At a time when foreign officials and U.S. lawmakers are criticizing the Federal Reserve's plan to buy Treasury bonds, known as quantitative easing, the currency market is voting in favor of it. IntercontinentalExchange's (ICE) Dollar Index, which measures the currency against those of six major trading partners, fell after Chairman Ben Bernanke signaled the Fed's move on Aug. 27. After the formal announcement of the plan on Nov. 3, though, it climbed 2.9 percent through Nov. 22. Futures traders have slashed bets for a decline in the dollar against the euro, yen, Australian dollar, and Swiss franc, data from the U.S. Commodity Futures Trading Assn. show.
Strategist forecasts for the dollar to weaken have all but disappeared. Since mid-October, the average of 38 estimates in a Bloomberg survey has been for the currency to trade at about $1.36 to the euro by mid-2011—just where it was on Nov. 22. "The dollar has found a bottom," says Lane Newman, director of foreign exchange in New York at ING Group (ING).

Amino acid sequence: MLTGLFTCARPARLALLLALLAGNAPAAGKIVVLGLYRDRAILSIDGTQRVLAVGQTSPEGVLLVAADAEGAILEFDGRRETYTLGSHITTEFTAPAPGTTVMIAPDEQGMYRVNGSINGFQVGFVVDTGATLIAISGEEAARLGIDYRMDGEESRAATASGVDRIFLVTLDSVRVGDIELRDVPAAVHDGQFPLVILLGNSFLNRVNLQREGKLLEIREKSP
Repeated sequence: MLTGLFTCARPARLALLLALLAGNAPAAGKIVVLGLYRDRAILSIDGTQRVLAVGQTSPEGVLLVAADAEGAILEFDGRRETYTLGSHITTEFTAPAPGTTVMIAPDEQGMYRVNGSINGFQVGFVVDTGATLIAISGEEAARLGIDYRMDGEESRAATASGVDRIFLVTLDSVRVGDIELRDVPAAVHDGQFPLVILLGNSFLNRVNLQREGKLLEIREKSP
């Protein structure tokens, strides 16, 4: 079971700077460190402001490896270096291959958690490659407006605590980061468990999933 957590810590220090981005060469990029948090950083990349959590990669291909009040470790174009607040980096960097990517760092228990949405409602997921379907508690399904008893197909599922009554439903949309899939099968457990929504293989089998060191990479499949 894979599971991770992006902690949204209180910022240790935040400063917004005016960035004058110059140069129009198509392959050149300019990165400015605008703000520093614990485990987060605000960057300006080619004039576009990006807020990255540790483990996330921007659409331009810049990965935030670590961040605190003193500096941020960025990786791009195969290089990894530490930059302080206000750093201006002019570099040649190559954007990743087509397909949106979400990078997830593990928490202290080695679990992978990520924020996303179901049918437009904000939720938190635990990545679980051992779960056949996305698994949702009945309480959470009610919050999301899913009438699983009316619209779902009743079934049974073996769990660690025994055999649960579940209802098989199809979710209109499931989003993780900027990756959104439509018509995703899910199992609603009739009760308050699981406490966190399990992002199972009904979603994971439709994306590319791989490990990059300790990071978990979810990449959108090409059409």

Political figures from Chinese Premier Wen Jiabao to Representative John Boehner (R-Ohio), the nominee to be the next Speaker of the House, have criticized the Fed move to buy $600 billion of government debt. Boehner says the policy risks weakening the dollar and fueling asset bubbles.
Bernanke defended the quantitative easing in a speech on Nov. 19 in Frankfurt, saying that boosting U.S. growth is the best way to underpin the dollar and support the global recovery. Economists at London-based Barclays Capital (BCS) said in a Nov. 19 report that U.S. growth will accelerate this quarter from 2.5 percent in the three months ended Sept. 30, while the 16-nation euro zone goes through "turmoil" as it fashions a bailout for Ireland.
UBS (UBS), the second-largest currency trader behind Deutsche Bank (DB), raised its one-month forecast for the dollar to $1.30 per euro from its previous estimate of $1.40, according to a Nov. 15 research note. "Europe's fiscal troubles are set to continue and the U.S. economy is starting to revive," wrote analysts led by Mansoor Mohi-uddin, the bank's chief currency strategist. "We expect investors to look more favorably on the dollar now."
The bottom line: While some politicians say quantitative easing will lead to declines for the dollar, the markets see stability for the U.S. currency.